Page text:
Over 25% of adults require corrective jaw surgery at some point. The right jaw surgeon will help you speak, eat, breathe, talk, and smile with confidence.
Healthy jaw and facial structure impact self-esteem, health, and day-to-day quality of life. That’s why it’s important to pick the right oral surgeon and prepare for the procedure.
That’s why we’ve assembled a guide to preparing for corrective jaw surgery. Let’s get started!
Preparing for Corrective Jaw Surgery
Depending on the type of oral surgery you’re facing, healthcare practitioners may prepare you years in advance. For instance, braces are a great way to prepare your bone structure for necessary surgery.
Sometimes, jaw surgeries occur to improve biting, chewing, swallowing, speaking, jaw fit, closure, facial asymmetry, and so forth. Some of these issues can and should be partially corrected with braces.
Of course, corrective braces aren’t the only form of preparation. Crowns, pulling teeth, dental bridges, and implants are also important procedures.
Sometimes, jaw surgery is the icing on the cake. Your oral surgeon may need to do more comprehensive groundwork beforehand. That way, you can experience a safe, effective surgery.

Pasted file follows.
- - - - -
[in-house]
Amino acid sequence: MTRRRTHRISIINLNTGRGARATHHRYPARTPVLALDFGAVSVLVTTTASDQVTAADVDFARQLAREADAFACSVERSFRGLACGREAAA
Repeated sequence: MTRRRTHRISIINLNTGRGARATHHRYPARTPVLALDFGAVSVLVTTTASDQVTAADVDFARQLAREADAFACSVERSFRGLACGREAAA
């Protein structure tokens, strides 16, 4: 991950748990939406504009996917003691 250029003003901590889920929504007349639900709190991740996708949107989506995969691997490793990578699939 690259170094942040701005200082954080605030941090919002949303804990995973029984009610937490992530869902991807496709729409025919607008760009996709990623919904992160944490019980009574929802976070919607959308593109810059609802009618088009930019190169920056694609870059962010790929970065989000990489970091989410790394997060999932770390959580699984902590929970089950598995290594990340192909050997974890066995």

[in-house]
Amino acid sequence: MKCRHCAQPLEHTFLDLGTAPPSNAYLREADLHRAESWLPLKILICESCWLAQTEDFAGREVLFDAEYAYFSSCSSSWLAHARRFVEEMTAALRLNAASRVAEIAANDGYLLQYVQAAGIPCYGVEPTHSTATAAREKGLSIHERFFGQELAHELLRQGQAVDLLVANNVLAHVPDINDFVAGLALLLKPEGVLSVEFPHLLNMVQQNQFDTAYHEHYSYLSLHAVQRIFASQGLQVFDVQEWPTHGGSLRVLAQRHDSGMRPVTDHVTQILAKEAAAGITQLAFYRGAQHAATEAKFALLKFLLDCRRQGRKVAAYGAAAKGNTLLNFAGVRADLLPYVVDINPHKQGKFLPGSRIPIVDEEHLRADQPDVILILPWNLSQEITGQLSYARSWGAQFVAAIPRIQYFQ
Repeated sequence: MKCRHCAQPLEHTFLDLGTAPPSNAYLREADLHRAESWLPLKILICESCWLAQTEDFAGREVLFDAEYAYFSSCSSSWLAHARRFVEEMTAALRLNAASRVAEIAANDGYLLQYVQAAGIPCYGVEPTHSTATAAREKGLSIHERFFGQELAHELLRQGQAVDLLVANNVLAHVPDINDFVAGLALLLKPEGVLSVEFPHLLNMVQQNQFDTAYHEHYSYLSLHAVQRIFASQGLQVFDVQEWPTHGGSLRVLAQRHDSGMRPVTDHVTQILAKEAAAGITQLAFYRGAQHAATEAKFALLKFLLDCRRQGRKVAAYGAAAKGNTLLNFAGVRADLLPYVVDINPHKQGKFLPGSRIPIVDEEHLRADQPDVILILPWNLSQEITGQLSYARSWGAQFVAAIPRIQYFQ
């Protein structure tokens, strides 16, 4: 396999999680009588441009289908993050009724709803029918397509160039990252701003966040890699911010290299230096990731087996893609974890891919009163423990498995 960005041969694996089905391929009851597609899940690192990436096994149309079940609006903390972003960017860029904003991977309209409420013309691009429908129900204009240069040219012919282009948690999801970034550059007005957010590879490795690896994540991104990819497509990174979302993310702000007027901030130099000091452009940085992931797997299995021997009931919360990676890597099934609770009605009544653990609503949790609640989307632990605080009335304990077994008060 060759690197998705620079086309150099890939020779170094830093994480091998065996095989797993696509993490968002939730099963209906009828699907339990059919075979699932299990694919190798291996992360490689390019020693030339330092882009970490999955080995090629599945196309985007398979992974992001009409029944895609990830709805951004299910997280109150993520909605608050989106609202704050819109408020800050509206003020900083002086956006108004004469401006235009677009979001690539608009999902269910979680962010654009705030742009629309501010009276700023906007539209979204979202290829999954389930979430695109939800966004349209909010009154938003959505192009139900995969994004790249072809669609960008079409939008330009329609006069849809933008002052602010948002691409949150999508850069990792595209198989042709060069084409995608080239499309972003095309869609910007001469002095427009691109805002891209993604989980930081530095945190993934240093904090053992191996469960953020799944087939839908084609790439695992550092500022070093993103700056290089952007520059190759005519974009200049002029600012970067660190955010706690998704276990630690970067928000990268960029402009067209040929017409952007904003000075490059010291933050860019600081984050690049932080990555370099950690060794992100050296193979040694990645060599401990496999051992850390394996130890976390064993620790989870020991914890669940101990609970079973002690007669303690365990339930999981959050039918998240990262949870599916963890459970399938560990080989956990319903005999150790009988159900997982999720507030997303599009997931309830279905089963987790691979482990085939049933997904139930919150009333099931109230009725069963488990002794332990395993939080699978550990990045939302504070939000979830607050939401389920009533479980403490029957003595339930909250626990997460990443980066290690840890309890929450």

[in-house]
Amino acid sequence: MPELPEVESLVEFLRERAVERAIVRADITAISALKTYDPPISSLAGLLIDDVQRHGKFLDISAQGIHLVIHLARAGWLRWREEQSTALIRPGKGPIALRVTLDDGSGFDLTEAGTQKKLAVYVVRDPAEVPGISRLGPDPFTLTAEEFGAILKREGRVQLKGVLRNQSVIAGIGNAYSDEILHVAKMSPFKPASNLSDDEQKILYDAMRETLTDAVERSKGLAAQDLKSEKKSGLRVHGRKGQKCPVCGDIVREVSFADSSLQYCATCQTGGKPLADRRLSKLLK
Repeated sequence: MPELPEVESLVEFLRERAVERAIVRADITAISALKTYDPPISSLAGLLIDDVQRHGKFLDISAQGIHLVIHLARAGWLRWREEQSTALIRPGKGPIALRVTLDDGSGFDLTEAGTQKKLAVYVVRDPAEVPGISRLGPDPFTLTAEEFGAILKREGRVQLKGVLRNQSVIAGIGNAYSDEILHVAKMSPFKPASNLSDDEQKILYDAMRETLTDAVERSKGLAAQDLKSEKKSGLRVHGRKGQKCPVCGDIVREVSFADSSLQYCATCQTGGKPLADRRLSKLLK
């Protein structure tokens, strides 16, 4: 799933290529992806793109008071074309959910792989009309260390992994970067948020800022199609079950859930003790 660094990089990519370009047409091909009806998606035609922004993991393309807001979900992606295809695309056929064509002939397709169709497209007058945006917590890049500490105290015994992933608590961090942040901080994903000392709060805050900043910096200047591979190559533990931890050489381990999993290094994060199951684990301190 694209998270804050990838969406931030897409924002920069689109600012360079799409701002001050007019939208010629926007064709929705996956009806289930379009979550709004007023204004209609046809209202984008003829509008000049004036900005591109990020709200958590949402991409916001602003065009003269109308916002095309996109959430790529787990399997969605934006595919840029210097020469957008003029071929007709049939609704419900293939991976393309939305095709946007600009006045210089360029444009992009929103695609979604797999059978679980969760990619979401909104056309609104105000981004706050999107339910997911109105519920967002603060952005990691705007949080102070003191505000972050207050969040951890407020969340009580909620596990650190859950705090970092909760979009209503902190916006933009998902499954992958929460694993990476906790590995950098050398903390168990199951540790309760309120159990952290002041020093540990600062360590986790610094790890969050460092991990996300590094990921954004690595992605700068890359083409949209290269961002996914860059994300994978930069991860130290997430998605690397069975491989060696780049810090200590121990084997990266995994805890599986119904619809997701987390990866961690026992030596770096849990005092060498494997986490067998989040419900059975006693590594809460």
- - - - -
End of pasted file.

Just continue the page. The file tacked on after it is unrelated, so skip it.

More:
Some healthcare professionals will also leverage 3D CT scanning, orthodontic anchoring devices, and other forms of digital treatment planning. These will help your surgeon prepare for the best jaw surgery possible.
What Types of Corrective Jaw Surgery Should I Prepare For?
It’s important to converse with your oral surgeon if you have questions since each procedure will be highly specific to you. However, there are three main types of corrective jaw surgery.
The first one is a maxillary osteotomy. This means that surgery will be conducted on the top part of your jaw. In other words, the surgeon will cut through the bone above the teeth.
Then, the surgeon will move the jaw and corresponding teeth forward. The goal is to make the upper and lower jaws and teeth match up properly.
The second type of corrective jaw surgery you could prepare for is a mandibular osteotomy. This jaw surgery focuses on the bottom part of the jaw. Your oral surgeon will cut behind your molars and down to the jawbone.
Then, the surgeon will move your lower jaw forward or backward, depending on your medical needs.
The final type of corrective jaw surgery is a bimaxillary osteotomy. These are two separate procedures combined into one. That way, the surgeon can help correct facial issues that impact both the upper and lower jaw.
Taking Care of Yourself Before Jaw Surgery
Corrective jaw surgery isn’t scary! It’s a procedure that countless oral surgeons perform over and over again. However, that doesn’t mean that you shouldn’t take care of yourself.
The physical trauma of surgery isn’t your body’s natural state. Your body needs resources, care, and rest to properly recover.
Start by reviewing any allergies, current medications, or medical needs with your doctor. They will be able to adjust prescriptions, painkillers, and so forth to work with your needs.